Speaking at a December 21st virtual town hall hosted by Manhattan Borough President Gale Brewer, public health experts — including ICAP’s Wafaa El-Sadr — discussed the new vaccines. The two newly approved vaccines by Pfizer and Moderna have shipped and thousands of front line health care workers in New York City and the state have received the first doses.
El-Sadr, Professor of Epidemiology and Medicine and Director of the Global Health Initiative at the Mailman School of Public Health, said mRNA vaccines do not alter the body’s DNA. “The mRNA degrades and does not enter the DNA,” she said. “And that’s reassuring because people have been concerned about the effect of causing sterility or affecting fertility or anything like this.”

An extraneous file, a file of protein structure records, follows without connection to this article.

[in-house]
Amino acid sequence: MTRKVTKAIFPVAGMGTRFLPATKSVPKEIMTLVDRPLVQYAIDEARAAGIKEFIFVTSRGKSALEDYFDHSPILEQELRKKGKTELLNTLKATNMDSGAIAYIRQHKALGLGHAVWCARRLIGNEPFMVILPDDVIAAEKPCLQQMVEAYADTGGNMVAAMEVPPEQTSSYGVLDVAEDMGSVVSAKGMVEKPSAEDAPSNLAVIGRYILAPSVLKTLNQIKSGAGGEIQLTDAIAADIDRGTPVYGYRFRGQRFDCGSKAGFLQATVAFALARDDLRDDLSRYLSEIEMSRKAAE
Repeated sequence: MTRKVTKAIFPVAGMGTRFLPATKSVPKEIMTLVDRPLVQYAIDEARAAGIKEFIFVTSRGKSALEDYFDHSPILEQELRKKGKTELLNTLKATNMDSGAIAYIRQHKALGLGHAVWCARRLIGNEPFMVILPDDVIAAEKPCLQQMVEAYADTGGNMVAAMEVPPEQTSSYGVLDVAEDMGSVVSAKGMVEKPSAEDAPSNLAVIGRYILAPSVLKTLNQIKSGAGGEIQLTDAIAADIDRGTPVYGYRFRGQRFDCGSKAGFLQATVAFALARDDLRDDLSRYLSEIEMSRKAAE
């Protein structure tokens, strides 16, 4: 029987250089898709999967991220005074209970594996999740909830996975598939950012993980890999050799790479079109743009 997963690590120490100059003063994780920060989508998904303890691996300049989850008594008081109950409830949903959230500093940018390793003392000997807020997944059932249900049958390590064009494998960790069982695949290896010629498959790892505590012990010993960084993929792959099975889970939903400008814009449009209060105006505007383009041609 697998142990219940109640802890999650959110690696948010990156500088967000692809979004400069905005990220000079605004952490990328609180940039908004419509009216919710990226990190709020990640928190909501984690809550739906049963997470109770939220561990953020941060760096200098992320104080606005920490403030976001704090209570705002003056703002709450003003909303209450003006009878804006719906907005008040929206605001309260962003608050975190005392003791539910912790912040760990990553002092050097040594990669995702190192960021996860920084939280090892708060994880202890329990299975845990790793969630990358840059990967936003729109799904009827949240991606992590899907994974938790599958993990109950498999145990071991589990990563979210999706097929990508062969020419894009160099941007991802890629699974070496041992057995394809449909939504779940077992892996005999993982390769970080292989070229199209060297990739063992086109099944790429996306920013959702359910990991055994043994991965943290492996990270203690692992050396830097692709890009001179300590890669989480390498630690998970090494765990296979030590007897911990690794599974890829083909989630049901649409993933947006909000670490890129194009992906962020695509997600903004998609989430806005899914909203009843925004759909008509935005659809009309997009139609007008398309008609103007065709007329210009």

A major global health organization that has been improving public health in countries around the world for over 15 years, ICAP works to transform the health of populations through innovation, science, and global collaboration. Based at Columbia University in New York City, where it is part of the Mailman School of Public Health, ICAP has projects in more than 30 countries, working side-by-side with ministries of health and local partners to confront some of the world’s toughest health challenges. Through meaningful research, tailored technical assistance, effective training and education programs, and rigorous surveillance to measure and evaluate the impact of public health interventions, ICAP aims to realize a global vision of healthy people, empowered communities, and thriving societies. Online at icap.columbia.edu